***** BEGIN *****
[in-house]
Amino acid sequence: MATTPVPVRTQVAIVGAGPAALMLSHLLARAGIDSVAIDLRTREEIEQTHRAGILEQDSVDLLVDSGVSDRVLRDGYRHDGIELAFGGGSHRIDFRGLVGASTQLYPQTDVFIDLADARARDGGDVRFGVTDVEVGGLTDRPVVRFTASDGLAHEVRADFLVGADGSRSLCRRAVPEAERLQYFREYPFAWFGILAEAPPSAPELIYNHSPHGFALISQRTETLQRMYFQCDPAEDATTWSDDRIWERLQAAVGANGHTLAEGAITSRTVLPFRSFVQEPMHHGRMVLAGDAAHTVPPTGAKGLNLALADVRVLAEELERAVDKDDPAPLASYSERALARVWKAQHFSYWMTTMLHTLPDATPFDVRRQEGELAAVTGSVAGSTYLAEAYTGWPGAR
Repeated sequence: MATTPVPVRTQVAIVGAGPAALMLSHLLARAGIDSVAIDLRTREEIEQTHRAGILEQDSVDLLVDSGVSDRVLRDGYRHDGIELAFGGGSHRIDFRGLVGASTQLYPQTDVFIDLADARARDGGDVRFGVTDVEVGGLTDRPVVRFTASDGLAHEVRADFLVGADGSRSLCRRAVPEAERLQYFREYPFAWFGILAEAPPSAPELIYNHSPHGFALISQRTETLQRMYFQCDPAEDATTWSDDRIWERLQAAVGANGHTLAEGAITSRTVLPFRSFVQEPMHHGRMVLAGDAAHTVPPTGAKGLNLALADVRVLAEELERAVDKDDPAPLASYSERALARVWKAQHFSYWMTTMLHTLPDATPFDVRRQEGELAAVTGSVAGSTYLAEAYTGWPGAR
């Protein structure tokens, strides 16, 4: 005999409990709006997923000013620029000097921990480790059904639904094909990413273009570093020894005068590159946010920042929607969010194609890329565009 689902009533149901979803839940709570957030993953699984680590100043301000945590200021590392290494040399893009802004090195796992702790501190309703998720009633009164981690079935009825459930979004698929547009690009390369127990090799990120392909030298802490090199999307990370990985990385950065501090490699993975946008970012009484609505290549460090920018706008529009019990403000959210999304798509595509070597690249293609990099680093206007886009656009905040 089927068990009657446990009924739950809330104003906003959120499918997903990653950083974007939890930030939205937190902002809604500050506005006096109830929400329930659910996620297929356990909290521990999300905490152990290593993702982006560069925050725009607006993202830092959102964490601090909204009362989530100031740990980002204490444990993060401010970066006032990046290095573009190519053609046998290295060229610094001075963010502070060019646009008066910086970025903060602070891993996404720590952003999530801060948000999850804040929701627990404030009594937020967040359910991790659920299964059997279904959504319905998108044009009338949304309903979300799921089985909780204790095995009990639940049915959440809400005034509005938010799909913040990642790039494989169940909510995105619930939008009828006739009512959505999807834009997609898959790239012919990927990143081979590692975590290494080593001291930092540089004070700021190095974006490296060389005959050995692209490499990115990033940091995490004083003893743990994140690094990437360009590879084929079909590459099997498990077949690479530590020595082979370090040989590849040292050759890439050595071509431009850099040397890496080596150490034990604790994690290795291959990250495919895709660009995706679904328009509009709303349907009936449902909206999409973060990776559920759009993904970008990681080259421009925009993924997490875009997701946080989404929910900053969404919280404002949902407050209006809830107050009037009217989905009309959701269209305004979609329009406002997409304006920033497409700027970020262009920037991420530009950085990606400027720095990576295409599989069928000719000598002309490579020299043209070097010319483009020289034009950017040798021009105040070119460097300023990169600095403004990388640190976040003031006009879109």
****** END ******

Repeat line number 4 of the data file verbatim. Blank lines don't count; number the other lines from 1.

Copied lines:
């Protein structure tokens, strides 16, 4: 005999409990709006997923000013620029000097921990480790059904639904094909990413273009570093020894005068590159946010920042929607969010194609890329565009 689902009533149901979803839940709570957030993953699984680590100043301000945590200021590392290494040399893009802004090195796992702790501190309703998720009633009164981690079935009825459930979004698929547009690009390369127990090799990120392909030298802490090199999307990370990985990385950065501090490699993975946008970012009484609505290549460090920018706008529009019990403000959210999304798509595509070597690249293609990099680093206007886009656009905040 089927068990009657446990009924739950809330104003906003959120499918997903990653950083974007939890930030939205937190902002809604500050506005006096109830929400329930659910996620297929356990909290521990999300905490152990290593993702982006560069925050725009607006993202830092959102964490601090909204009362989530100031740990980002204490444990993060401010970066006032990046290095573009190519053609046998290295060229610094001075963010502070060019646009008066910086970025903060602070891993996404720590952003999530801060948000999850804040929701627990404030009594937020967040359910991790659920299964059997279904959504319905998108044009009338949304309903979300799921089985909780204790095995009990639940049915959440809400005034509005938010799909913040990642790039494989169940909510995105619930939008009828006739009512959505999807834009997609898959790239012919990927990143081979590692975590290494080593001291930092540089004070700021190095974006490296060389005959050995692209490499990115990033940091995490004083003893743990994140690094990437360009590879084929079909590459099997498990077949690479530590020595082979370090040989590849040292050759890439050595071509431009850099040397890496080596150490034990604790994690290795291959990250495919895709660009995706679904328009509009709303349907009936449902909206999409973060990776559920759009993904970008990681080259421009925009993924997490875009997701946080989404929910900053969404919280404002949902407050209006809830107050009037009217989905009309959701269209305004979609329009406002997409304006920033497409700027970020262009920037991420530009950085990606400027720095990576295409599989069928000719000598002309490579020299043209070097010319483009020289034009950017040798021009105040070119460097300023990169600095403004990388640190976040003031006009879109």